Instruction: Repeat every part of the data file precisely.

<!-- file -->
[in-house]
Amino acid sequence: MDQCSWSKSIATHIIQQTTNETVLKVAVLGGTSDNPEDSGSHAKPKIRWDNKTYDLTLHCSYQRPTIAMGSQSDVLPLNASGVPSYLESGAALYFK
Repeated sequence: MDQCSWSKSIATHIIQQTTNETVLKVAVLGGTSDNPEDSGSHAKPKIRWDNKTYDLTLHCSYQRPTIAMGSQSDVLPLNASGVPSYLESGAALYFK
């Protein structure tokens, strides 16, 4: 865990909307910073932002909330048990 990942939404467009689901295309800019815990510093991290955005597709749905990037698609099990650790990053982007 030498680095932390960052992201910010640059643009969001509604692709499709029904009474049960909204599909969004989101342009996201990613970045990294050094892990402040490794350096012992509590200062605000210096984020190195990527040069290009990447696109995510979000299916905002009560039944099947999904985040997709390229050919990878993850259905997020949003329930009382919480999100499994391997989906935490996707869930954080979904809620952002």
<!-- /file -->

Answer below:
[in-house]
Amino acid sequence: MDQCSWSKSIATHIIQQTTNETVLKVAVLGGTSDNPEDSGSHAKPKIRWDNKTYDLTLHCSYQRPTIAMGSQSDVLPLNASGVPSYLESGAALYFK
Repeated sequence: MDQCSWSKSIATHIIQQTTNETVLKVAVLGGTSDNPEDSGSHAKPKIRWDNKTYDLTLHCSYQRPTIAMGSQSDVLPLNASGVPSYLESGAALYFK
């Protein structure tokens, strides 16, 4: 865990909307910073932002909330048990 990942939404467009689901295309800019815990510093991290955005597709749905990037698609099990650790990053982007 030498680095932390960052992201910010640059643009969001509604692709499709029904009474049960909204599909969004989101342009996201990613970045990294050094892990402040490794350096012992509590200062605000210096984020190195990527040069290009990447696109995510979000299916905002009560039944099947999904985040997709390229050919990878993850259905997020949003329930009382919480999100499994391997989906935490996707869930954080979904809620952002």